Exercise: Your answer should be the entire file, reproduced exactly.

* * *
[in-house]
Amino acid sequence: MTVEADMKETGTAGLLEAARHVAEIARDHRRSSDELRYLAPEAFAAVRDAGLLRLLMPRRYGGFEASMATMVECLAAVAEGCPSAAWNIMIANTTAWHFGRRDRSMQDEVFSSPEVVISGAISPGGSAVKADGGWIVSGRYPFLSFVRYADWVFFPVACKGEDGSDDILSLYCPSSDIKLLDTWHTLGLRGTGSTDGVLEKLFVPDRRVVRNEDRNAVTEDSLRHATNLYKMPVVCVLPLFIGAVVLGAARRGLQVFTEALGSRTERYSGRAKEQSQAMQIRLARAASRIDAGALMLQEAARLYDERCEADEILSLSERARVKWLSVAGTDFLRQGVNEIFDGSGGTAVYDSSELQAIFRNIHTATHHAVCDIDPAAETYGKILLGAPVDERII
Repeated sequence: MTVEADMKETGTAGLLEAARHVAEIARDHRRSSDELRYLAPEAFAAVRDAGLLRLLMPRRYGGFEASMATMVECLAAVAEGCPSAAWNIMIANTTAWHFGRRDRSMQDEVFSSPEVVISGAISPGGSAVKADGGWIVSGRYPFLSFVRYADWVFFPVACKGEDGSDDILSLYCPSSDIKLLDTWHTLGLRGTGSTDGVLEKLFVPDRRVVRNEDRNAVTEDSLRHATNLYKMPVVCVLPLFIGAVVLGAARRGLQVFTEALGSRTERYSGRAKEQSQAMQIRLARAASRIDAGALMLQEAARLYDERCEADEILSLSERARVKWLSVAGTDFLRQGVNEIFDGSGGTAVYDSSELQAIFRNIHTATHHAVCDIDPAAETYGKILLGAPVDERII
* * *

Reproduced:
[in-house]
Amino acid sequence: MTVEADMKETGTAGLLEAARHVAEIARDHRRSSDELRYLAPEAFAAVRDAGLLRLLMPRRYGGFEASMATMVECLAAVAEGCPSAAWNIMIANTTAWHFGRRDRSMQDEVFSSPEVVISGAISPGGSAVKADGGWIVSGRYPFLSFVRYADWVFFPVACKGEDGSDDILSLYCPSSDIKLLDTWHTLGLRGTGSTDGVLEKLFVPDRRVVRNEDRNAVTEDSLRHATNLYKMPVVCVLPLFIGAVVLGAARRGLQVFTEALGSRTERYSGRAKEQSQAMQIRLARAASRIDAGALMLQEAARLYDERCEADEILSLSERARVKWLSVAGTDFLRQGVNEIFDGSGGTAVYDSSELQAIFRNIHTATHHAVCDIDPAAETYGKILLGAPVDERII
Repeated sequence: MTVEADMKETGTAGLLEAARHVAEIARDHRRSSDELRYLAPEAFAAVRDAGLLRLLMPRRYGGFEASMATMVECLAAVAEGCPSAAWNIMIANTTAWHFGRRDRSMQDEVFSSPEVVISGAISPGGSAVKADGGWIVSGRYPFLSFVRYADWVFFPVACKGEDGSDDILSLYCPSSDIKLLDTWHTLGLRGTGSTDGVLEKLFVPDRRVVRNEDRNAVTEDSLRHATNLYKMPVVCVLPLFIGAVVLGAARRGLQVFTEALGSRTERYSGRAKEQSQAMQIRLARAASRIDAGALMLQEAARLYDERCEADEILSLSERARVKWLSVAGTDFLRQGVNEIFDGSGGTAVYDSSELQAIFRNIHTATHHAVCDIDPAAETYGKILLGAPVDERII